At this stage, the final size of replacement was determined by consideration of the sizes of both the femoral and acetabular sites. The criterion here was that the acetabular socket and acrylic should be fully supported by bone for optimal coverage, i.e., the cup should neither be allowed to protrude significantly from the acetabulum nor to penetrate the medial acetabular wall. The anthropometric study had indicated that, with the typical acetabular dimensions and associated reaming procedure, a hemispherical polyethylene liner would generally be well supported. A trial reduction is performed before cementing either component, and the range of movement is carefully assessed. The acetabulum was then cemented, using early insertion of the acrylic to achieve good fixation of the plastic liner. A waterpick was used to remove debris and blood clots from the femoral head. The metal femoral cup was cemented on and aligned more or less in neutral position with respect to the femoral-neck axis depending on the range of motion analysis during the trial reduction, and excess acrylic was trimmed from the shell margins. The joint was reduced and the range of motion analyzed.
Concerning another phase of the present invention, the matter of materials should be mentioned again. A number of high strength biologically inert metals are now known. However, a cast cobalt chromium molybdenum shell is preferred for the femoral cap. The cup-shaped matching member should be of ultra-high molecular weight polyethylene, or other comparable high-strength plastic. The cement should be acrylic cement prepared for medical purposes and available from several medical suppliers.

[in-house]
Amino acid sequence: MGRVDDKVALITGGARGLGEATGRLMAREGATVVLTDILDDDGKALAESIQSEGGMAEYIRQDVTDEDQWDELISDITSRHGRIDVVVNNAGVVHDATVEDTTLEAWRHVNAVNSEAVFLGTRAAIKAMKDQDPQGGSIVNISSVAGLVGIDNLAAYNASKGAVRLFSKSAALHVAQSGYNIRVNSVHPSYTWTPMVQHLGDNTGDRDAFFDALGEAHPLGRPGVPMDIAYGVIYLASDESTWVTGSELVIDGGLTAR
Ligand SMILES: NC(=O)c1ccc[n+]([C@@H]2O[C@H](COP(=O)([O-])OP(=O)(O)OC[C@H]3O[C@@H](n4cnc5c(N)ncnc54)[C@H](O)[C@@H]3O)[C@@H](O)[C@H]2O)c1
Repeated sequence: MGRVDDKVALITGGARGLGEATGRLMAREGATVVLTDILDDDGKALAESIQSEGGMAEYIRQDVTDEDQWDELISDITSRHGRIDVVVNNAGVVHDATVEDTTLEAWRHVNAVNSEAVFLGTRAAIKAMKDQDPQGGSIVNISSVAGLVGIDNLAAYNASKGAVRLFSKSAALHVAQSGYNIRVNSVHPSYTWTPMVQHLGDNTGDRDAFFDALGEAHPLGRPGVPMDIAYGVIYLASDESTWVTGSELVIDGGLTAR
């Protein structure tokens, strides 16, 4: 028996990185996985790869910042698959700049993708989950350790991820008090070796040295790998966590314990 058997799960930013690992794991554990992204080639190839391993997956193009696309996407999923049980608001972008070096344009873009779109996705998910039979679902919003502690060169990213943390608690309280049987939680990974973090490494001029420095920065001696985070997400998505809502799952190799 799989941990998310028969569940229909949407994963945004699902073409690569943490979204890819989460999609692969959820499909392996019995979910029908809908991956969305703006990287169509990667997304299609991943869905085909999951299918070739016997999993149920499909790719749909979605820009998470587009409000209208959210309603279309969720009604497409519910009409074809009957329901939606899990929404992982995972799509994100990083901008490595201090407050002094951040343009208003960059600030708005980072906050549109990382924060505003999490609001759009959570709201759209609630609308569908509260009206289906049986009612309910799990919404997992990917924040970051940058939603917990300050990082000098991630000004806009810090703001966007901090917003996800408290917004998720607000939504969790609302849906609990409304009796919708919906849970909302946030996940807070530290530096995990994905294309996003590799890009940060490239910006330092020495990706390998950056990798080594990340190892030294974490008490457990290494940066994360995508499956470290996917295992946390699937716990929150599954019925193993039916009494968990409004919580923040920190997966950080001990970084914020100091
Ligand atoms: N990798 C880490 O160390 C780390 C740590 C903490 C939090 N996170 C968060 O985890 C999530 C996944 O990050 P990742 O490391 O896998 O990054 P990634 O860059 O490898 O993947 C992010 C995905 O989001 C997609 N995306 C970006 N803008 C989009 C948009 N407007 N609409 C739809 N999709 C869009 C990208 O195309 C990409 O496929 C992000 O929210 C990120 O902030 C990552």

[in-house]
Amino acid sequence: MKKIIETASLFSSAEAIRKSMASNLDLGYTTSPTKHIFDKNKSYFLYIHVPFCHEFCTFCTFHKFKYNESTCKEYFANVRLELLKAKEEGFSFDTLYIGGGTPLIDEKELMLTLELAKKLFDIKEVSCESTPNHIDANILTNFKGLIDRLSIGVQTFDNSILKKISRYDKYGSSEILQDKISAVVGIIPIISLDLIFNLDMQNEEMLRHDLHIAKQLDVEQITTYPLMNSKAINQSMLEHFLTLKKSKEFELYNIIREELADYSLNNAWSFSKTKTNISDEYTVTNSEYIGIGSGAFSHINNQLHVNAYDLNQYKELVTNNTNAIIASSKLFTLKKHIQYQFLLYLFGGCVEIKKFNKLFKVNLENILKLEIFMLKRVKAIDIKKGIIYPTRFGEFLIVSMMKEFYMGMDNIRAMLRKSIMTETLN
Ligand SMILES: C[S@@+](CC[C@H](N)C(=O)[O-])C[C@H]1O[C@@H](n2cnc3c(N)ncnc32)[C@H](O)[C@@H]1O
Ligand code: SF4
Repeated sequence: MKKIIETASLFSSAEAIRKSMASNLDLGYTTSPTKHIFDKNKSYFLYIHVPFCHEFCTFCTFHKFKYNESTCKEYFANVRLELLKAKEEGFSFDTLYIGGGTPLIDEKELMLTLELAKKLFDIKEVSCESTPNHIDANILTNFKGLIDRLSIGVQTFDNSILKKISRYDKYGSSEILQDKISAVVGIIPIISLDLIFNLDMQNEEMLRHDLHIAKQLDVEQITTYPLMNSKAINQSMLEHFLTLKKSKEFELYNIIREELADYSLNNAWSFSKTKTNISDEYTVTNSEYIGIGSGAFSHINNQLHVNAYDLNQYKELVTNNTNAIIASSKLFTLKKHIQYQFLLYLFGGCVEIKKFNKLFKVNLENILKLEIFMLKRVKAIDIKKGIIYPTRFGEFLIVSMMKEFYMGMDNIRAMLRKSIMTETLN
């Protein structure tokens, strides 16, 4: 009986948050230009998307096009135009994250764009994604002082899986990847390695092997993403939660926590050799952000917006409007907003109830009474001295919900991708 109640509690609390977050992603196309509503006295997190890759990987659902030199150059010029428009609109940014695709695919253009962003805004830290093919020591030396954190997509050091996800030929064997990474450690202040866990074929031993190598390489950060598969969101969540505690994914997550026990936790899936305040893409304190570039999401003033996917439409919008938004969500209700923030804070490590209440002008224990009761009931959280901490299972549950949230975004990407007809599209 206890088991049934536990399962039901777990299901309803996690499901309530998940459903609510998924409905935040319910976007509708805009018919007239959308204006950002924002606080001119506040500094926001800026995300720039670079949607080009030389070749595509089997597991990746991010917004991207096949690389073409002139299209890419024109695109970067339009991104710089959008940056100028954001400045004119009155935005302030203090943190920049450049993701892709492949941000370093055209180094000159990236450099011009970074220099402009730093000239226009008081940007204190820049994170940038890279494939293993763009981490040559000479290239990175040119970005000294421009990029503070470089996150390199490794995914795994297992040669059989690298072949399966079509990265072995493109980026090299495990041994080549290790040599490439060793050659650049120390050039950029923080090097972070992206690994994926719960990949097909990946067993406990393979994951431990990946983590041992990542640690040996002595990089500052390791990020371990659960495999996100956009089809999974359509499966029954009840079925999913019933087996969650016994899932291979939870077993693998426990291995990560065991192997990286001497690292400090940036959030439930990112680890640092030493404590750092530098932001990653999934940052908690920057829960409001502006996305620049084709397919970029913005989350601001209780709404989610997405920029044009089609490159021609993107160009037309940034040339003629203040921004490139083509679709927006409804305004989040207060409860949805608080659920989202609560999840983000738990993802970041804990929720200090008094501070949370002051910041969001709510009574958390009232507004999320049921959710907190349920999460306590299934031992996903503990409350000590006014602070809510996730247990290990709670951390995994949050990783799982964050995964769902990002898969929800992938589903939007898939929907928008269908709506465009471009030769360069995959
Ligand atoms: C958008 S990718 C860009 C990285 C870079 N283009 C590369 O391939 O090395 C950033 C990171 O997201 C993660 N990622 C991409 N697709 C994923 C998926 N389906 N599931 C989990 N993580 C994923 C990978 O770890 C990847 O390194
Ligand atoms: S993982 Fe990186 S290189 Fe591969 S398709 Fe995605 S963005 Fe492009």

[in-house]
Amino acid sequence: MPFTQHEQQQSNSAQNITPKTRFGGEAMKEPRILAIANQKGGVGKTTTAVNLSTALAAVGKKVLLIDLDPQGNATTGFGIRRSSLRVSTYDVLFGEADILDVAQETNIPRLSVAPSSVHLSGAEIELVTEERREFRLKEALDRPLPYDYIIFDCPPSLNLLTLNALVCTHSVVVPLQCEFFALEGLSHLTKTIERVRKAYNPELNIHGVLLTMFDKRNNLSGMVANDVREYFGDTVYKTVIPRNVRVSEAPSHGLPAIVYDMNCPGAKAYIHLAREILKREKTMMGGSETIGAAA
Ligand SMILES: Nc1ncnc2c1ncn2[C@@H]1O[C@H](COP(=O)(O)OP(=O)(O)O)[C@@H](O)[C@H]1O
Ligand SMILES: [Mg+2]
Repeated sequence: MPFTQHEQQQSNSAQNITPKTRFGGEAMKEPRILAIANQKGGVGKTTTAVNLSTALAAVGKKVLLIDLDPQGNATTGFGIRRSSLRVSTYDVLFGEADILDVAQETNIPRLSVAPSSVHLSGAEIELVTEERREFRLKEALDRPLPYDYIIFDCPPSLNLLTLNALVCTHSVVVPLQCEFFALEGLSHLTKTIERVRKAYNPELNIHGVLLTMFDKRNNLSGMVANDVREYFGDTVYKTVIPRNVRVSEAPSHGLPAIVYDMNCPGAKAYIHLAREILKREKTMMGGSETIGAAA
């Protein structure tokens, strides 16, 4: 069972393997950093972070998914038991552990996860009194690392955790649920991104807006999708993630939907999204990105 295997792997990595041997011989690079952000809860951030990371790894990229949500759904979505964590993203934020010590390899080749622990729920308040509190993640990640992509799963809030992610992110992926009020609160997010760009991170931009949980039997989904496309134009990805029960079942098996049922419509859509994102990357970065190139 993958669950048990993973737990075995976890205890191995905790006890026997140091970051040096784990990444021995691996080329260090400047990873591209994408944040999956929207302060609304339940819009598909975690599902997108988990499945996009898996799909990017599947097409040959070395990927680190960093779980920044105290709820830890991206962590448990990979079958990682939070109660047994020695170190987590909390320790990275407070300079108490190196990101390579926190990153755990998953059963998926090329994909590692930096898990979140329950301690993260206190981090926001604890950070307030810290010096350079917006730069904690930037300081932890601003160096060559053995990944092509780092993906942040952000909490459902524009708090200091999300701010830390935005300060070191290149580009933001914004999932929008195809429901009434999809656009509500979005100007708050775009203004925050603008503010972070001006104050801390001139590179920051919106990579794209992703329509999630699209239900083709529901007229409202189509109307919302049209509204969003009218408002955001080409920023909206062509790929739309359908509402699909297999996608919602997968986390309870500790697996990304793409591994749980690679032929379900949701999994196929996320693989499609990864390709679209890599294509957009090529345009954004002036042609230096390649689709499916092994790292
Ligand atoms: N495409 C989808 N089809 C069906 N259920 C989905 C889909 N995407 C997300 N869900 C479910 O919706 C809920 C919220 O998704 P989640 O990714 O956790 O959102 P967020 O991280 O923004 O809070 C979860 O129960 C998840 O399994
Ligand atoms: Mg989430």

With regard to related prior work of others, reference is also made to U.S. Pat. No. 3,925,824, granted Dec. 16, 1975, entitled "Endoprosthetic Bone Joint Devices", inventor, M. A. R. Freeman et al. While the components disclosed in this patent are precursors of the present invention, the concept of removing a minimum amount of bone does not appear to be present as the femoral cap and the acetabular cup members disclosed in this patent appear to be unduly thick. Also, there appears to be no disclosure of making the femoral cap, for example, thicker in the upper load-bearing area and of reduced thickness in the lower portion, to permit removal of lesser amounts of bone from the femoral joint surfaces.
Concerning the direction of maximum eccentricity and thickness, the presently preferred angle is approximately 45° from the central axis for the plastic liner; and 90° for the upper surface of the metal shell which is of course of greater extent. The important factor is to increase the strength of the upper load bearing portions of both members. In addition, the average thickness of the femoral cap is approximately 11/2 to 21/2 mm, with the exception of the domed portion, and it is believed that significantly improved results over prior techniques may be achieved with an average thickness less than 6 mm. It is also noted that the femoral cap is slightly greater than hemispherical in extent, with the superior edge extending approximately 6 mm beyond the "equatorial" plane and the lower edge of the cap extending about 3 mm beyond this plane. This additional coverage on the upper or superior face permits increased articulation with continued engagement of the metal shell and plastic liner.
In conclusion, the present invention contemplates a new complete hip replacement technique involving minimum bone removal and the use of a very thin femoral cap together with a matching high density plastic cup member to form a newly surfaced hip joint with substantially the same size and corresponding range of movement as the original joint. It is to be understood that minor departures from the specific disclosure are still within the present invention.
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|International Classification||A61F2/34, A61F2/32, A61F2/36, A61F2/00, A61F2/46, A61F2/30|
|Cooperative Classification||A61F2/3603, A61F2250/0097, A61F2002/30828, A61F2002/3266, A61F2250/0098, A61F2002/30324, A61F2002/3083, A61F2002/3424, A61F2002/30733, A61F2002/4631, A61F2002/344, A61F2002/30617, A61F2002/3446, A61F2250/0036, A61F2/32, A61F2002/3008, A61F2002/30795|
|European Classification||A61F2/32, A61F2/36A1|